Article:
Four, with the lull in political activities following the end of the primaries, it may perhaps be germane to have honest discussion about the direction of the economy. Besides the undeniable depletion in foreign reserves and excess crude accounts, there are other worrying statistics:

The Vanguard of July 20 2010 reported that the federal government raised alarm over the increasing rate of unemployment in the country which official figures said was at 19.47% (some say the real figure is likely to be around 40-50%). On November 5, 2010, the Nigerian Tribune reported that the “World Economic Forum (WEF) has slammed Nigeria over alleged poor governance and inadequate infrastructure financing” and downgraded the country to 127 out of 139 countries. In the 2010 Human Development Report compiled by the United Nations Development Programme (UNDP), Nigeria was grouped among the 41 countries considered to have the “least human development”. 

According to the Report, Nigeria’s wealth —as defined by gross domestic product per head—has slipped. The GDP per head in Nigeria was given as a mere 1,224 dollars, compared to 9,812 dollars in South Africa, 1,628 dollars in Kenya and 2,197 dollars in Cameroon. On life expectancy, the Report said that in 2010 Nigeria’s life expectancy was 48.4 years on average, below that of Ghana (57.1.), Cameroon (51.7), Benin Republic (62.3), and Uganda (54.1). Meanwhile a list released by Transparency International on October 26, 2010 showed that Nigeria has fallen four steps (from 121 position in 2008 to 130 in 2009 to 134 in 2010).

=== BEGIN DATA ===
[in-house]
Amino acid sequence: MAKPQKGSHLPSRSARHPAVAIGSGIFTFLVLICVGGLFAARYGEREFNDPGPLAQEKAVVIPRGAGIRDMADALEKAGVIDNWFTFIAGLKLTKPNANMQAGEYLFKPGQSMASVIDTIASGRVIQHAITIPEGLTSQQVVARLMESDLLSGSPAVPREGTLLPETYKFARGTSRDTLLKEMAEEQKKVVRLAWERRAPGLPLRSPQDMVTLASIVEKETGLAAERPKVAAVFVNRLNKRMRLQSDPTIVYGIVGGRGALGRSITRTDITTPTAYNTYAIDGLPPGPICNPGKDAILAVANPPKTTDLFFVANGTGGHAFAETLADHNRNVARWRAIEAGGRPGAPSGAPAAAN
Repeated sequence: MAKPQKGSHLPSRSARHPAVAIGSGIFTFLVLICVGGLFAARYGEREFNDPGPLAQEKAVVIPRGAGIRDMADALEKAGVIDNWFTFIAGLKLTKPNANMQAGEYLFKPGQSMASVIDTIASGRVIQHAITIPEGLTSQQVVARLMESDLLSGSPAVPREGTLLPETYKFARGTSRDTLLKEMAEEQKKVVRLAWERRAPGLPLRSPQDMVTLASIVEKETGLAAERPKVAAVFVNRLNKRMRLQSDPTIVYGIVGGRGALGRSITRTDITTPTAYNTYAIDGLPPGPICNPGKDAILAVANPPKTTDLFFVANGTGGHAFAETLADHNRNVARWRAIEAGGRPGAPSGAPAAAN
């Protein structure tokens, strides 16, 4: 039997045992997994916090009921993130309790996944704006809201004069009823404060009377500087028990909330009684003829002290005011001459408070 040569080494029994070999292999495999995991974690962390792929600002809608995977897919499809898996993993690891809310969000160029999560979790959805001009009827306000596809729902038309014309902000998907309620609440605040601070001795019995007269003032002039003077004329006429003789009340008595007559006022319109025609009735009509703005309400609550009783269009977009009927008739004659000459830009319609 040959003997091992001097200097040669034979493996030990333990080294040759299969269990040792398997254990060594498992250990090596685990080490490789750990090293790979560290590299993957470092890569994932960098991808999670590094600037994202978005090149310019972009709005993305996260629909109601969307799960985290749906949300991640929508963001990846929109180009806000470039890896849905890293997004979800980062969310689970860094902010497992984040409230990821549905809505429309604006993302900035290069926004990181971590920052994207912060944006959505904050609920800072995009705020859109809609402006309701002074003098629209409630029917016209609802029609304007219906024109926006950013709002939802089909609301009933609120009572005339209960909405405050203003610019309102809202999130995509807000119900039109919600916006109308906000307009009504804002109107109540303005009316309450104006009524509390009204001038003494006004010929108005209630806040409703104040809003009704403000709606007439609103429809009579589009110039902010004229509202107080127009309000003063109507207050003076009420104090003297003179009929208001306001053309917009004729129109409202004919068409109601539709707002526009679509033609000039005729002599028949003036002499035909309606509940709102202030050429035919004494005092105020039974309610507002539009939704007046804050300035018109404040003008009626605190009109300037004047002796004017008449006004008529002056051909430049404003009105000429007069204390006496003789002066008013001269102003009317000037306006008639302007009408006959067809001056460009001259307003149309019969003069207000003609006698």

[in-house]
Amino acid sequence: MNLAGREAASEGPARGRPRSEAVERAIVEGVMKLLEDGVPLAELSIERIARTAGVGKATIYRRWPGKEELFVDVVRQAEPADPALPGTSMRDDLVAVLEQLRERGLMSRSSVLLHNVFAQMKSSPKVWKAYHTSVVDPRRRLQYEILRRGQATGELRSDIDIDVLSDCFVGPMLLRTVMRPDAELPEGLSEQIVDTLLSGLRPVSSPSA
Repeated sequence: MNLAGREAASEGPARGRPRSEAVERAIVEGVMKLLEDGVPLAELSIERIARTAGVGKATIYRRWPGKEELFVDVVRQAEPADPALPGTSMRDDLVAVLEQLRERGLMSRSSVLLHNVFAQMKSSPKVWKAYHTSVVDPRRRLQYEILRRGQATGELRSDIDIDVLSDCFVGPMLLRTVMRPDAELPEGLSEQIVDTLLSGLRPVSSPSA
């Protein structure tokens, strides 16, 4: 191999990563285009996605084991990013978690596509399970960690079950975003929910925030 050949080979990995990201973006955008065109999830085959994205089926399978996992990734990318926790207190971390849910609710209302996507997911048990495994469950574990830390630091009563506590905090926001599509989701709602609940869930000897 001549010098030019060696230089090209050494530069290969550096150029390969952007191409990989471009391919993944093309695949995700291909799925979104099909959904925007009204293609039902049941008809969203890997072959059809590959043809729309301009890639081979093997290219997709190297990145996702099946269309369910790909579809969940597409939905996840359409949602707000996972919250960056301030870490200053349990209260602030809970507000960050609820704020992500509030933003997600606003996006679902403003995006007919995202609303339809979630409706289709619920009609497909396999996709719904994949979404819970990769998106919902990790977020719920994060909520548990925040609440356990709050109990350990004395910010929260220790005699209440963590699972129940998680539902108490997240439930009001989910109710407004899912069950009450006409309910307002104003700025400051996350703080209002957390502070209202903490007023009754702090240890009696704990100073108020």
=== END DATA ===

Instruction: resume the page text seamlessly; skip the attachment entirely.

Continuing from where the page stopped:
Again in October 2010, it was reported that Nigeria slipped from 35th to 40th position in the Mo Ibrahim good governance ranking of 53 countries in Africa. Similarly a survey conducted as part of its membership operational audit in January 2010 by the Manufacturers Association of Nigeria, showed that 839 manufacturing companies closed shop in 2009 as a result of harsh operating environment. . With these statistics – and politics aside – it is difficult for any patriotic Nigerian not to be concerned.

Five, with due respect, I disagree with the Finance Minister that expressing what I will regard as robust concerns about the direction of the economy amounts to deliberately talking down the economy. I am uncomfortable with some of the language used by the Minister in replying to critics, including his use of innuendo to suggest that Professor Chukwuma Soludo, former Governor of the Central Bank, should be in jail- apparently for his rather ill-advised harsh criticisms of the direction of the economy in the media.

In the ‘marketplace of ideas’ theory of democracy, it is generally believed that “the best of truth is the power of the thought to get itself accepted in the competition of the market”. And this implies looking beyond the messenger – even if his ideas offend, shock or infuriate – to interrogate his message and accommodate those that are useful. It is precisely this capacity to look beyond a repugnant messenger and to accommodate uncomfortable criticisms that separates mature democracies from banana republics.